Other acts of violence are described early on by Sherriff Ed Tom Bell, which contribute to a mood and setting of a violent community. Sheriff Bell’s first person narration, which precedes each chapter, reflects on the increase and nature of violent crime and describes acts directed at him. Just one example of Bell’s concern about escalating violence is demonstrated in his statement that “ the old boy opened up on me twice more and shot all the glass out of one side of the cruiser…point being you don’t know what all you’re stopping when you do stop somebody… you don’t know what you’re liable to find.”(pg.39) This is a country where the rules are not clearly defined and violence, as well as the threat of violence, are ever present. Violence propels the story forward and brings the main characters into conflict with each other. The novel is essentially a terrifying series of violent acts in which Anton Chigurh hunts and kills, at times for no clear purpose. The pivotal hunt of the novel is for Chigurh to retrieve the money Moss took and to also exact revenge “just for having inconvenienced him.” (pg.150) Chigurh would never be satisfied with only the money’s return. Sheriff Ed Tom Bell foreshadows Chigurh’s capacity for violence when he states early on, “somewhere out there is a true and living prophet of destruction and I don’t want to confront him.” (pg.4) This description of Chigurh makes clear that his violence towards others will be unrelenting. Sheriff Ed Tom Bell escapes that dangerous and deadly confrontation with Chigurh but sadly, Moss does not. Another character whose murder advances the final showdown between Chigurh and Moss is Carson Wells. Knowing that Chigurh is about to kill him, Wells states “just do it. You goddamned psychopath. Do it and goddam you to hell… Everything that Wells had ever known or thought or loved drained slowly down the wall behind him.” (pg.178) Because Chigurh has killed Wells, he is now one step closer to his primary objective of killing Moss. This violent showdown to come between the two main characters, Moss and Chigurh, represents the novel’s exploration of good versus evil.

McCarthy intends conflict between characters to mirror the struggle of good versus evil in mankind and the changing world. The older traditional world and the goodness of mankind are represented in Sheriff Bell. In fact, Sheriff Bell is arguably one of the “Old Men” referred to in the novel’s title. He is also the narrator for ongoing reflections about the evil nature of man and how both man’s nature and morality are changing for the worse. Sheriff Bell is preoccupied with acts of violence that he feels are corrupting society. His concern is evident in his statement that “because a lot of the time ever when I say anything about how the world is goin to hell in a handbasket people will just sort of smile and tell me I’m getting old…Nobody that can’t tell the difference between rapin and murderin people and chewin gum has got a whole lot bigger of a problem than what I’ve got.” (pg. 196) The sheriff uses an act of violence such as rape and murder and compares it to something as harmless as chewing gum. He does not do this to imply that he believes they are equally as bad, but to convey that crimes such as rape and murder are becoming in a sense accepted or normal. The sheriff also reflects back on articles he has read in the newspaper to express his thoughts on how society has changed: “ It keeps getting harder… here the other day they was a woman put her baby in a trash compactor… my wife won’t read the papers no more.” (pg. 40) It is clear that Sheriff Bell is disturbed and unable to process these changing times.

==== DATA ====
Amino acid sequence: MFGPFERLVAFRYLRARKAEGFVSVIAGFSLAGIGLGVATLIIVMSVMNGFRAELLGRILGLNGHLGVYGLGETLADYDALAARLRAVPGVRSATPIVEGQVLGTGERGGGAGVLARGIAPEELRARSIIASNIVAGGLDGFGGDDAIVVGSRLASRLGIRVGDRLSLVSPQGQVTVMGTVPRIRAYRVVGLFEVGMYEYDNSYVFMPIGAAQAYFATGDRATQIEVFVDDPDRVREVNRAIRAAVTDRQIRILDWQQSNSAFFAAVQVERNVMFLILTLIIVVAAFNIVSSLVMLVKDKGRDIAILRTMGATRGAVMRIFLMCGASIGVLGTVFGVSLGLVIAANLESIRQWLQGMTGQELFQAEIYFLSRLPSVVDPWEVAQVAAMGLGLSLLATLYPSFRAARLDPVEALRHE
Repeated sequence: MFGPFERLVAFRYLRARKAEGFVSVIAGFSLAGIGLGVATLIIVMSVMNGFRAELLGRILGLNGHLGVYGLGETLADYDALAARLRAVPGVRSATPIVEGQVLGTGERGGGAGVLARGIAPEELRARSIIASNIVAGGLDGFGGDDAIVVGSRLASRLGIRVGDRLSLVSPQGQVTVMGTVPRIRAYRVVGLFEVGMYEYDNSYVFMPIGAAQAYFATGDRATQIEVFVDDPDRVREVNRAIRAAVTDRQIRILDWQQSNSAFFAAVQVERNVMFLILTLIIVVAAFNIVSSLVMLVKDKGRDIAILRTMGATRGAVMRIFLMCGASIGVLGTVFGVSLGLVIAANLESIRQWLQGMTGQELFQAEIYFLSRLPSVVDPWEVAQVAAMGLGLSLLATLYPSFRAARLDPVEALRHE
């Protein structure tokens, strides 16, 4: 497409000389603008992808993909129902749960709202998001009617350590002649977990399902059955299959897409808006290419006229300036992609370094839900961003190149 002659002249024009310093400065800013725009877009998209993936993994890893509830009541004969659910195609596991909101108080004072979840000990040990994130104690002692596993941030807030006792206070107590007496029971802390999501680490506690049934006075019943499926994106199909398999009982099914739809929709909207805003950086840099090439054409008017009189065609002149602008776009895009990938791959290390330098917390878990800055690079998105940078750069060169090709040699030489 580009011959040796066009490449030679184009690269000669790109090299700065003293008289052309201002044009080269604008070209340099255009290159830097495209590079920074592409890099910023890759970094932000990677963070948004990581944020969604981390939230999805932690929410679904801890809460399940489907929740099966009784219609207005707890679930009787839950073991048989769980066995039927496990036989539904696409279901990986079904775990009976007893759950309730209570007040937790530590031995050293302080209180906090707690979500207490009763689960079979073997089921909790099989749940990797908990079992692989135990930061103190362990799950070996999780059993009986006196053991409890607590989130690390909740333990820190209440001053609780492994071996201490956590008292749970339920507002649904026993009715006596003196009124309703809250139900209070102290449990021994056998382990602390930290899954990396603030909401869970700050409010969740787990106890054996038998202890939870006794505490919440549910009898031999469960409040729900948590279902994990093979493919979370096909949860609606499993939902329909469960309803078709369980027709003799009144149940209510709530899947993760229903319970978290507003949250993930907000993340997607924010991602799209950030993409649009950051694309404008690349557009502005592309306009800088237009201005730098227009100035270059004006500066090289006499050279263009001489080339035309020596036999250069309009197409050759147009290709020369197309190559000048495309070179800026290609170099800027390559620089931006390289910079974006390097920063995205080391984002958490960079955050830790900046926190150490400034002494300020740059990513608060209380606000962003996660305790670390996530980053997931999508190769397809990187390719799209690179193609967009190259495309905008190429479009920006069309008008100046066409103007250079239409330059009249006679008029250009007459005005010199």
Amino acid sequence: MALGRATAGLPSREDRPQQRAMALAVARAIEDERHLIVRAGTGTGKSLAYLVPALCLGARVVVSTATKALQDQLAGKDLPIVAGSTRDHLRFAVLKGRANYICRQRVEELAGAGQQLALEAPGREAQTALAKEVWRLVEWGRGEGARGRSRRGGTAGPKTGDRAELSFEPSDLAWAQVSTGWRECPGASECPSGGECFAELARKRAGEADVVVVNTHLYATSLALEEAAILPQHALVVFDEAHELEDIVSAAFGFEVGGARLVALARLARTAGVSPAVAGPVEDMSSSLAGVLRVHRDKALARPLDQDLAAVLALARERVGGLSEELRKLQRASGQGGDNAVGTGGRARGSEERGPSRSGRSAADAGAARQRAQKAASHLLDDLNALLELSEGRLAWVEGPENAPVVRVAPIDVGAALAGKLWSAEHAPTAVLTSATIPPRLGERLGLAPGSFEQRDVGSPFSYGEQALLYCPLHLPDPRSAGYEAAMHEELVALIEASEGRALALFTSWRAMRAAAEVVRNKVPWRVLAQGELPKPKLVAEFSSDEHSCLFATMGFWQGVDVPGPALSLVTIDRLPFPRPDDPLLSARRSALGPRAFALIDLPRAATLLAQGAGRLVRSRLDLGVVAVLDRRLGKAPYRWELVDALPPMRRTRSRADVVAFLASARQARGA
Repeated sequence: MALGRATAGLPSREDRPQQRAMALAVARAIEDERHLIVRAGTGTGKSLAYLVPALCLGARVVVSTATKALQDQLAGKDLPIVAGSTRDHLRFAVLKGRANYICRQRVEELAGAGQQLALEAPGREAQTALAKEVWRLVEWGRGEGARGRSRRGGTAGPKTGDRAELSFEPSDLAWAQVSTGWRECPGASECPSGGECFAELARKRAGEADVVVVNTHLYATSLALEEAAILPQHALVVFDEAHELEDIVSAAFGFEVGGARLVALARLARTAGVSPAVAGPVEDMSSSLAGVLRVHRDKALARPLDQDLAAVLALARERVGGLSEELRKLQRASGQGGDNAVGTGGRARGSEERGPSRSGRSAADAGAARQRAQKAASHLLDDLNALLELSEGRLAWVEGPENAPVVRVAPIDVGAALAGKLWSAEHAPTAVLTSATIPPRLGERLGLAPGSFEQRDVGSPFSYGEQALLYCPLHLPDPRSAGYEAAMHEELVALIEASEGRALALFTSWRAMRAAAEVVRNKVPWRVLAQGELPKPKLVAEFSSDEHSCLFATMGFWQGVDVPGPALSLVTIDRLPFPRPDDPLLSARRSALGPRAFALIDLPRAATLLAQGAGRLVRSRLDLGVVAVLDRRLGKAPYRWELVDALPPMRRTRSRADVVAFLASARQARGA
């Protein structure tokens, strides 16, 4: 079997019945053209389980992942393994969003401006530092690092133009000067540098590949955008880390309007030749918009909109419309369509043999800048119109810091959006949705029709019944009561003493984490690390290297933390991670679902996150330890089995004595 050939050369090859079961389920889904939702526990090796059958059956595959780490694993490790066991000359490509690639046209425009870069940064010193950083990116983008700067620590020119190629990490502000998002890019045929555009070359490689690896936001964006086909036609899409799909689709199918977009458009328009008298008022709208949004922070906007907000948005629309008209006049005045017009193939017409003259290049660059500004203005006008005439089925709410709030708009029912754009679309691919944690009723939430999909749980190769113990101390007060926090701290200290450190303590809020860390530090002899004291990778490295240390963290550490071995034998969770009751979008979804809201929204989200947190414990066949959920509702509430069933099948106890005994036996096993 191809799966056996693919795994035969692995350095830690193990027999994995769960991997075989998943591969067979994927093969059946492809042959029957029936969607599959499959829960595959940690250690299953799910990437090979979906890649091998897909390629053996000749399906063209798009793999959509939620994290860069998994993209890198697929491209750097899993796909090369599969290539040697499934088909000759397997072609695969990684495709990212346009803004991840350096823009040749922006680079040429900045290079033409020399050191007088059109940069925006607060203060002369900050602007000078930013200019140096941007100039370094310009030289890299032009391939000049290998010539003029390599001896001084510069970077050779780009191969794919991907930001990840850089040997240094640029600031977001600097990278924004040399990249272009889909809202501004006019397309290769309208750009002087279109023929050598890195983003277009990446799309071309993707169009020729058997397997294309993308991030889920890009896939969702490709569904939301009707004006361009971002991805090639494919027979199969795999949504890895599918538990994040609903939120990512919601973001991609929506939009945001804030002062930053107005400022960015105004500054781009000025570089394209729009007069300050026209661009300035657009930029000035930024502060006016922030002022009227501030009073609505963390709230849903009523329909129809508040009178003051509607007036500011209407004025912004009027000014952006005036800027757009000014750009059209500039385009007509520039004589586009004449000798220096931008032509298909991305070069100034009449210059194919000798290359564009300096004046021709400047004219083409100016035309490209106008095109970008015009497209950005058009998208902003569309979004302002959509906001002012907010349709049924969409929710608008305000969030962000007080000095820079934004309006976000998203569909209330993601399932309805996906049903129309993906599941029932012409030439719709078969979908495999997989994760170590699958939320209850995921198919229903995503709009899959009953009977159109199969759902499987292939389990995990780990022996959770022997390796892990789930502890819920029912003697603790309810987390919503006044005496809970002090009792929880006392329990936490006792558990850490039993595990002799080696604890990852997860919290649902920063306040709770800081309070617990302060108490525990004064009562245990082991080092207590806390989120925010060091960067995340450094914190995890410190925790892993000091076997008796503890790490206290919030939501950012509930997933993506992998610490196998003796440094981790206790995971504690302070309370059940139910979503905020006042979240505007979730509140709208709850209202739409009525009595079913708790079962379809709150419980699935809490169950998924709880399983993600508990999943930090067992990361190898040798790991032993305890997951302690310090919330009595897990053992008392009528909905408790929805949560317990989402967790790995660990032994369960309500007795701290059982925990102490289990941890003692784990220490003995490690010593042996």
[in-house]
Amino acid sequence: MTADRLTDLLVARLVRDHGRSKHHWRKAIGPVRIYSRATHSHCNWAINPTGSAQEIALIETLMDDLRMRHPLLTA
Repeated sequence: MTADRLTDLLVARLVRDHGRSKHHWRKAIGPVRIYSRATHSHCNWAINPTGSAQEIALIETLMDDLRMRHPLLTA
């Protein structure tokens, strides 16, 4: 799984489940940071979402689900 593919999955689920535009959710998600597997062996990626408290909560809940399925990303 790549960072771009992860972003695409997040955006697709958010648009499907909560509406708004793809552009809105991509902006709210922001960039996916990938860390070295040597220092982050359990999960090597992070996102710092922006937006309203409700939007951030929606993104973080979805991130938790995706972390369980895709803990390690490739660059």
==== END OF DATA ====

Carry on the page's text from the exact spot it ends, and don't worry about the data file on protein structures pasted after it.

McCarthy’s reliance on violence in No Country for Old Men creates an unforgettable morality tale. Although the horrific violence appears excessive and unnecessary at times, its frequent use advances the novel’s plot and is central to its themes of good versus evil and the rapidly changing world. Man’s progression towards evil and the changing world and values which seem confusing and inevitable to the old guard are underscored by the many violent events throughout the novel.